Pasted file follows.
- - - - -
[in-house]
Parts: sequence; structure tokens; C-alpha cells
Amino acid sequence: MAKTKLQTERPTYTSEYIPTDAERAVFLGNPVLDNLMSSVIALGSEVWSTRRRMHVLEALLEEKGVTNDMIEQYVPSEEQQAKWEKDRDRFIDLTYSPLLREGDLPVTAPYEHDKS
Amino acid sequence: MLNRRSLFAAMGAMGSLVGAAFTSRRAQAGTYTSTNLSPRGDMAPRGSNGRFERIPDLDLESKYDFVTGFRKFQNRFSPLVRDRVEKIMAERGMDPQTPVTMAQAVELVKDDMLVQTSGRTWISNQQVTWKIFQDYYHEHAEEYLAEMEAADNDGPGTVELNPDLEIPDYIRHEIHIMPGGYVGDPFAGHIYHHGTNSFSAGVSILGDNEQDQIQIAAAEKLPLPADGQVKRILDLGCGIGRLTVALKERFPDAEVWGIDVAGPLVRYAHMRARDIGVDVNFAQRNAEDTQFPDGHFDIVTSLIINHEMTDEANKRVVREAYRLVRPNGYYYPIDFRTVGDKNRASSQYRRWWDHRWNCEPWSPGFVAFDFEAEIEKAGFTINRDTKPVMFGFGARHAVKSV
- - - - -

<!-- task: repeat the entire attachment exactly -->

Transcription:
[in-house]
Parts: sequence; structure tokens; C-alpha cells
Amino acid sequence: MAKTKLQTERPTYTSEYIPTDAERAVFLGNPVLDNLMSSVIALGSEVWSTRRRMHVLEALLEEKGVTNDMIEQYVPSEEQQAKWEKDRDRFIDLTYSPLLREGDLPVTAPYEHDKS
Amino acid sequence: MLNRRSLFAAMGAMGSLVGAAFTSRRAQAGTYTSTNLSPRGDMAPRGSNGRFERIPDLDLESKYDFVTGFRKFQNRFSPLVRDRVEKIMAERGMDPQTPVTMAQAVELVKDDMLVQTSGRTWISNQQVTWKIFQDYYHEHAEEYLAEMEAADNDGPGTVELNPDLEIPDYIRHEIHIMPGGYVGDPFAGHIYHHGTNSFSAGVSILGDNEQDQIQIAAAEKLPLPADGQVKRILDLGCGIGRLTVALKERFPDAEVWGIDVAGPLVRYAHMRARDIGVDVNFAQRNAEDTQFPDGHFDIVTSLIINHEMTDEANKRVVREAYRLVRPNGYYYPIDFRTVGDKNRASSQYRRWWDHRWNCEPWSPGFVAFDFEAEIEKAGFTINRDTKPVMFGFGARHAVKSV